Americans 12 and older now have available the latest COVID-19 booster, and it appears to be worth it.
Dr. Ashish Jha, the White House COVID-19 response coordinator, explained in a press conference last week that this vaccine matches the currently dominant omicron variant, a true feat considering how rapidly this virus mutates.
"For the first time since December of 2020, these vaccines — our vaccines — have caught up with the virus," Jha said. “This is a moment when people can keep themselves healthy and safe as they think about the road ahead.”
It may seem that the pandemic is waning. The U.S. Centers for Disease Control and Prevention dropped its quarantine and distancing requirements, and many people have tossed aside their masks. Classes are held in buildings, and businesses are largely open to the public.
But the virus has not gone away. The CDC tracks transmission rates, and currently about 550 counties (1 in 6) across the country rank as “high.” That includes Tulsa County. The upcoming flu season likely will see another surge in COVID infections, as well.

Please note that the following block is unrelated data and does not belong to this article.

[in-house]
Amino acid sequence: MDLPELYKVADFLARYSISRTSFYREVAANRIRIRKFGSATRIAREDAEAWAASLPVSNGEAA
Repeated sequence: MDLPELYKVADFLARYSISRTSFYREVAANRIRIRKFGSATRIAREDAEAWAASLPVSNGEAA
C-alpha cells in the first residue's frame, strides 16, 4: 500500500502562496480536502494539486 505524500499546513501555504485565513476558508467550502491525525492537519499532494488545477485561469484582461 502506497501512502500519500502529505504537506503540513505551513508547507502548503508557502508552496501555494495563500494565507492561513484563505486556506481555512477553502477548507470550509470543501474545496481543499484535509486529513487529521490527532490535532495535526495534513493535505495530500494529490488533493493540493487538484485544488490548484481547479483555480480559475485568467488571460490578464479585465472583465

Dr. Anthony Fauci, White House chief medical advisor, said as much at the recent White House press conference.
“We likely are moving towards a path with a vaccination cadence similar to that of the annual influenza vaccine, with annual, updated COVID-19 shots matched to the currently circulating strains for most of the population. However, some — particularly vulnerable groups — may continue to need more frequent vaccination against COVID-19,” Fauci said.
Despite what can be found on extremist, anti-vaccine social media sites, the vaccines are safe. More than 600 million doses have been administered in the U.S. and billions worldwide.
This doesn’t mean people who get the vaccine won’t contract the virus. Breakthrough cases occur. Johns Hopkins Medicine reports that studies show breakthrough cases range from 1 infection per 5,000 vaccinated people, while another report cites the ratio at 1 case per 100 vaccinated people.
But public health and medical experts agree that the vaccines save lives of those who do contract the virus by significantly curbing the symptoms. In some cases, people with the virus present as asymptomatic. The vaccines have kept people from hospitals and severe illness.
There is always a chance that a new variant will emerge, just like it does with influenza. U.S. health officials will meet annually to analyze what adjustments need to be made in boosters.
In Oklahoma, at least 16,720 lives have been lost so far to COVID-19, and at least 1.2 million Oklahomans have had the virus — some requiring hospitalization resulting in long-haul medical problems.
Get vaccinated and get boosted to keep yourself and others safe.